Tuesday, April 15, 2008
Film #39: Full Metal Jacket
Maybe it's bizarre to start this review off with such an observation, but the problem with Oliver Stone's pre-emptive achievement with 1986's Platoon lay in that it, in effect, was Stone's (but perhaps not Hollywood's) simple way of glitzing over the true state of affairs during the Vietnam conflict, all in the name of good, clean, All-American storytelling. Stone's musculature was admirable; he'd finally brought out the fact that, deep down (for its fighters, at least), 'Nam was a war--not a cause for the generals or the protesters--but a bonafide war. That, in itself, was a telegram that required delivery.
But Platoon's downfall was thinly hidden within its maker's naive notion that warriors could be categorized into two broad subsets: the good and the bad. He oversimplified the matter, transforming the Vietnamese jungles into mere substitutes for the rolling plains of John Ford's Monument Valley, where the dirty virtuous fought--not always successfully--for victory over the supposed sinful. (Actually the film's not even as good as the typical John Ford western--it's more like a good b-film.) But that's not the end of Platoon's faults. Stone also made no attempt to address any of the real moral issues that inevitably surface in a war-time situation. He just showed the Vietnam jumble as how it's easiest to recall--as an updated, twisted rehash of Hollywood's Big One, WWII. There's the good sargeant (Willem Dafoe) and the bad sargeant (Tom Berenger, in embarrassingly ridiculous scar makeup). Now, to which one is our hero (Charlie Sheen) going to be loyal? Anyone who couldn't guess how this was all going to turn out was sound asleep.
That's why it's criminal Stanley Kubrick's Full Metal Jacket was released at a time in which it'd inevitably be compared to Stone's parable. For people who thought that 1986's Best Picture winner Platoon fully defined the Vietnam conflict, Kubrick's 1987 should have come as a harder, heart-stiffening jolt. It's nothing like Platoon; in fact, it's its antithesis. Platoon featured a group of men (including Johnny Depp, Kevin Dillon and Forrest Whittaker) whose enemy was discernable--they were all just a bunch of camouflaged gooks lurking in a few horizon-line bushes.
But, in Full Metal Jacket it often turns out that, in a militaristic environment where a soldier's life is threatened by the second, the enemy is very much within the predator as it is the prey. And whereas Stone preached the possibility of a black-and-white existence, Kubrick combats that with the view that the world and this relatively short-lived (but representative) situation is charcoal-colored. In this great director's purview, all death--Vietcong and American, hero and villain--is gory. As our hero, Private Joker (an extraordinary Matthew Modine) narrates while standing over a mass grave: "The dead know only one thing: it is better to be alive."
It is for this reason that Full Metal Jacket is the definitive Vietnam film. Very few filmmakers have even attempted to revisit it since its release in 1987, which should tell you something. Like the war itself, Kubrick's film has a rather "traditionally" unsatisfying ending, as it fails to provide audiences with pithy "don't let this happen again" axioms. And unlike the typical American vision of the war, Full Metal Jacket has sympathy and respect for ALL its characters, even those who didn't get a noble chance to fight. It finally, frankly realizes the utter madness that comes not only with combat itself, but with all things associated.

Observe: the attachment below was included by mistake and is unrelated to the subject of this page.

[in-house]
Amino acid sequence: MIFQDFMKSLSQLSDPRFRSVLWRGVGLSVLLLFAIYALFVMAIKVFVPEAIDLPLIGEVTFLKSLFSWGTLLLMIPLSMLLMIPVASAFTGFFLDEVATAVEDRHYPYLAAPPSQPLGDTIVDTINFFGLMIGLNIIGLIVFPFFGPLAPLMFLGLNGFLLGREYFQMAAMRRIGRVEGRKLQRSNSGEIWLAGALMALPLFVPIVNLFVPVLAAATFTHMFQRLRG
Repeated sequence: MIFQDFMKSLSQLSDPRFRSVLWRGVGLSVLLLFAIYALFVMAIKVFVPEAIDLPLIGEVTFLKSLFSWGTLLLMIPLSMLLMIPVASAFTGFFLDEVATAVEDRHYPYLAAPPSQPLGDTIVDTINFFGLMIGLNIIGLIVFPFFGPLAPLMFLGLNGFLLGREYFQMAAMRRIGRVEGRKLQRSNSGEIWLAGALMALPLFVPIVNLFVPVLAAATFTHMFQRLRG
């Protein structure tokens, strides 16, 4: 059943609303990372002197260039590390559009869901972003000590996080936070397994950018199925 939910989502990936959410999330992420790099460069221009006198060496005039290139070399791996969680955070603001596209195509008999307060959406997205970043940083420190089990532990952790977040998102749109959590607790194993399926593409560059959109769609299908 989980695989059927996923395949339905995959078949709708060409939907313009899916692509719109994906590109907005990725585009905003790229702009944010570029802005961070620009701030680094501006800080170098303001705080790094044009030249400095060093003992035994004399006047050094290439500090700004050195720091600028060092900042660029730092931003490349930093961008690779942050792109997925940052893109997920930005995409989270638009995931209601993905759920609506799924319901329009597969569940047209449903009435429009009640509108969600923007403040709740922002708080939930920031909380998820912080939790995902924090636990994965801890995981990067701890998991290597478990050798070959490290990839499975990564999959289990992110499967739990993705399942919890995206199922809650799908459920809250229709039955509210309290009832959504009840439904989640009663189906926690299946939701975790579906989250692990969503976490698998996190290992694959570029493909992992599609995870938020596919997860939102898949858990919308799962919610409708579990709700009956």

Based on Gustav Hasford's equally terse short novel The Short-Timers, Full Metal Jacket sports a completely gripping first third. In it, we're introduced to the freshly-shaved heads belonging to a new group of recruits, led by a tack-spitting D.I. named Sgt. Hartman (energetically played by real-life drill instructor R. Lee Ermey). It's Hartman's opinion that every man who enters the corps is destined only to be an emotionless, remorseless killing machine that's at no man's mercy. Throughout Ermey's thirty minutes of monologue time, we find his aim is to drive this notion home to his charges--even to those hardily resistant ones. Referring to all grunts by names he personally hands them (thereby reducing them to newborns), Hartman runs roughshod over sarcastic Private Joker, pipsqueak Texan Private Cowboy (Arliss Howard, in an overloooked performance), black Private Snowball (Peter Edmund) and a sloppily overweight bumbler deemed Private "Gomer Pyle" (Vincent D'Onofrio, in another of the film's acting standouts). Sgt. Hartman puts these men and more through a meat grinder of transformation: they become dull organs in a massive olive-drab death machine.
The kink in that Hartman eventually does his whipping job too well. The one man he's hardest on--the one that proves to be more gristle than apparent fat (Private Pyle)--is goaded too far into the game. He becomes, with the insolent help of his unsympathetic peers, one of the sharpest walking ironies that Kubrick and company ever concocted. Pyle इस the essence of what the Marines require of each of its enlistees: cold, concrete malice. But Pyle also personifies fully-armed insanity, the one condition that can do the military more harm than good. (Kubrick injects a bit of typical black comedy when he has Hartman holding such military-trained psychopaths as Charles Whitman and Lee Harvey Oswald up to his students as heroes to be emulated faithfully.)